A routine pap smear is the most common screening method for detecting cervical cancer. It is a painless procedure that accurately detects over 90% of cervical cancers, even before symptoms develop. A speculum is first inserted into the vagina to properly visualize the cervix. Cells from the cervix and vagina are taken using a small brush to be examined for any abnormalities. Early pre-cancerous changes in the cervix can be detected in this way and treated, thereby preventing cancer from developing. All women who are sexually active or had sexual intercourse in the past should have regular Pap smears.
Colposcopy and biopsy is another method for diagnosing cervical cancer and is usually performed following an abnormal pap smear. This provides a magnified view of the abnormal cervix. In this minor procedure, acetic acid and iodine is applied to the cervix to highlight the abnormal areas and biopsies of the abnormal areas are then taken for further evaluation.
Appropriate treatment can be performed based on these results. Treatment of pre-cancerous changes of the cervix includes laser vaporization, LEEP and cone biopsy with laser or knife.
LEEP or cone biopsies are minor surgical procedures performed to remove a cone or cylindrical-shaped piece of abnormal cervical tissue. This is achieved using an electrically heated wire loop in LEEP and with a knife or laser in the case of a cone biopsy. This can be performed using local anaesthetic or with sedation.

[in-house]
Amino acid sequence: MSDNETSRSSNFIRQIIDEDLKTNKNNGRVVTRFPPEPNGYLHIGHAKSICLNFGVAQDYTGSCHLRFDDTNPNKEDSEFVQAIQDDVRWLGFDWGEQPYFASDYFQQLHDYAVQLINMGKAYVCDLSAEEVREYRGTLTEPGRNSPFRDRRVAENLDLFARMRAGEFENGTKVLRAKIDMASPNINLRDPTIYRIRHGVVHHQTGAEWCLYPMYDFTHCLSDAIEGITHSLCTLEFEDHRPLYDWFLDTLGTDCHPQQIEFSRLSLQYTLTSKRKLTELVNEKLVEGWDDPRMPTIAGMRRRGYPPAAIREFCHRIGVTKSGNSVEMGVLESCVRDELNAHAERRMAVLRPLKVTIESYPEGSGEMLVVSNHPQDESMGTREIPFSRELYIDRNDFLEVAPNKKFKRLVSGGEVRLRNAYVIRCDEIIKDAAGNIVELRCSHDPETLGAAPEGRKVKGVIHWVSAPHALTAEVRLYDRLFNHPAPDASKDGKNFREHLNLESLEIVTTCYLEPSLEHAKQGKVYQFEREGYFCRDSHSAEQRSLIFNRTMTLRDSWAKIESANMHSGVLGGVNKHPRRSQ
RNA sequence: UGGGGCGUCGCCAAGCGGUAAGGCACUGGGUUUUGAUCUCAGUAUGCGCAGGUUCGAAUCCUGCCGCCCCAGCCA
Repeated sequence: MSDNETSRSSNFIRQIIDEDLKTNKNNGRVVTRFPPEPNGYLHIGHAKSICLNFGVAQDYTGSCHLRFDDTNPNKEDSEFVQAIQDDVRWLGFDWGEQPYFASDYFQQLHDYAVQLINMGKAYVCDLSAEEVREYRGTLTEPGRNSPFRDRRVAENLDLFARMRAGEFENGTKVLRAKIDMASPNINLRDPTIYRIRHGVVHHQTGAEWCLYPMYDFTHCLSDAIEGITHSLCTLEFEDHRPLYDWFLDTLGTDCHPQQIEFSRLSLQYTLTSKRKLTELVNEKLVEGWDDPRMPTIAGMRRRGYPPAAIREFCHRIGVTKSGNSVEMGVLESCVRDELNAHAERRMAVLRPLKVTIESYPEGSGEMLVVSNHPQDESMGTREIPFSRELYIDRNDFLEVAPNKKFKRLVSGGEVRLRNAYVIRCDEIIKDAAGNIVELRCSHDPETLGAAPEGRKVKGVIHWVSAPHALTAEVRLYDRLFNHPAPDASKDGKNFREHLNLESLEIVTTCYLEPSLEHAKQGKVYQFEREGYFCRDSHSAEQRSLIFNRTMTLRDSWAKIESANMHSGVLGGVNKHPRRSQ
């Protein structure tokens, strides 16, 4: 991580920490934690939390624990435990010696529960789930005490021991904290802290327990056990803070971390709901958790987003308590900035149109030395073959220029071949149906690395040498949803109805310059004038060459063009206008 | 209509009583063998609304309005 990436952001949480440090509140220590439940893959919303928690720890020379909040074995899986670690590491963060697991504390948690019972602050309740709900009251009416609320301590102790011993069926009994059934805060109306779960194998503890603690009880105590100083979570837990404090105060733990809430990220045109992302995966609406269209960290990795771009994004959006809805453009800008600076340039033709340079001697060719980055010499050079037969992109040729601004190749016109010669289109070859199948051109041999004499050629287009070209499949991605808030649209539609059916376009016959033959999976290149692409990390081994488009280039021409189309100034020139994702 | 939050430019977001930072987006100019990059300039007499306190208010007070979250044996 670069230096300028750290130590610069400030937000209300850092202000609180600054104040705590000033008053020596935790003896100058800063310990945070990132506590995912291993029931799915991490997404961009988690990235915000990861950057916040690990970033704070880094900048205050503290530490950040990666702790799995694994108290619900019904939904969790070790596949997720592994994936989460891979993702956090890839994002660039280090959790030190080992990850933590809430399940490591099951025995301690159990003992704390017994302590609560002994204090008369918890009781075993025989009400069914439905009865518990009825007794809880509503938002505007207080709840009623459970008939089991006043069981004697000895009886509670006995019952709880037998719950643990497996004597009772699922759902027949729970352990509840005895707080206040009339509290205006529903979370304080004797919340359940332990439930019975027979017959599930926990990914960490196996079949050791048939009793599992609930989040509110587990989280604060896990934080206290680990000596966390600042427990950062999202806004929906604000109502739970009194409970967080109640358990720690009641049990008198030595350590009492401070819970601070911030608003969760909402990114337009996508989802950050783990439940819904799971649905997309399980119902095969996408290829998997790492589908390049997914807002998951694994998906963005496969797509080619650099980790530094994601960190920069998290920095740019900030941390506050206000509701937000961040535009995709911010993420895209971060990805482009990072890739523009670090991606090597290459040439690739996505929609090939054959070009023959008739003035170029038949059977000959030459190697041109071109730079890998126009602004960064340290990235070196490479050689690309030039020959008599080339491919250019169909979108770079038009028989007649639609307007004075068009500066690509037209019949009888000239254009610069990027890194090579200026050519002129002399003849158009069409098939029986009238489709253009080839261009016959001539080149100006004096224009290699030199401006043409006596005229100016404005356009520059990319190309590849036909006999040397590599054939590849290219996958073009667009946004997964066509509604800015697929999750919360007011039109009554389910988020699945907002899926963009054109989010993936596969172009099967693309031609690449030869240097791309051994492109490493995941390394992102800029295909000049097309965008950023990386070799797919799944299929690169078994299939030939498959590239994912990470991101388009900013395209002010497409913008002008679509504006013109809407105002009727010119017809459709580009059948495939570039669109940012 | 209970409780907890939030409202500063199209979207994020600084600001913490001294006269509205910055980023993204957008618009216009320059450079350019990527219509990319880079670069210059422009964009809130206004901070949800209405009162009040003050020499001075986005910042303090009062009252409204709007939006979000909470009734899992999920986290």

Cervical cancer is the 2nd most common cancer affecting women worldwide with 500,000 women diagnosed per year. On average 270,000 women die per year which means a woman dies of cervical cancer every 2 minutes worldwide.
Sexual activity increases the risk of cervical cancer and pre-cancer, irrespective of age and lifestyle.
Cervical cancer is the 2nd most common female cancer in Asia and the 7th most common cause of cancer deaths among Singaporean women.
There are 100 types of human papilloma viruses (HPV) but only 15 of them are categorised as “high risk type” which cause cervical cancer. The two most commonly found types are HPV type 16 and 18 which are responsible for 70% of cervical cancers. HPV infection is mainly spread through sexual intercourse and can be asymptomatic.
Cervarix® vaccine protects against HPV types 16 and 18 associated cervical pre-cancerous disease and cancer. The ASO4 adjuvant incorporated into Cervarix® induces a sustained immune response. Cervarix also provides cross protection against HPV 45 & 31 infections, which are the 3rd and 4th most common causes of cervical cancer globally.
The vaccination regime comprises of three doses, given at 0, 1 and 6 months. Women should still continue with their regular pap smear screening after vaccination.
Gardasil® vaccine offers protection against cervical, vaginal, vulva and anal cancer, in addition to pre-cancerous changes of the cervix and vulva, and genital warts caused by HPV types 6, 11, 16 and 18. The majority of infected individuals are asymptomatic and can unknowingly transmit the infection which is why the HPV infection affect up to 50% of sexually active couples.
Both women and men can receive Gardasil®. It is best administered to persons with no previous HPV infection although those with previous HPV exposure can still benefit. It consists of three doses given at 0, 2 and 6 months.
Vaccination is designed to prevent infections and not treat it. Routine Pap smears screening is recommended post-vaccination as it is not meant to be a substitute.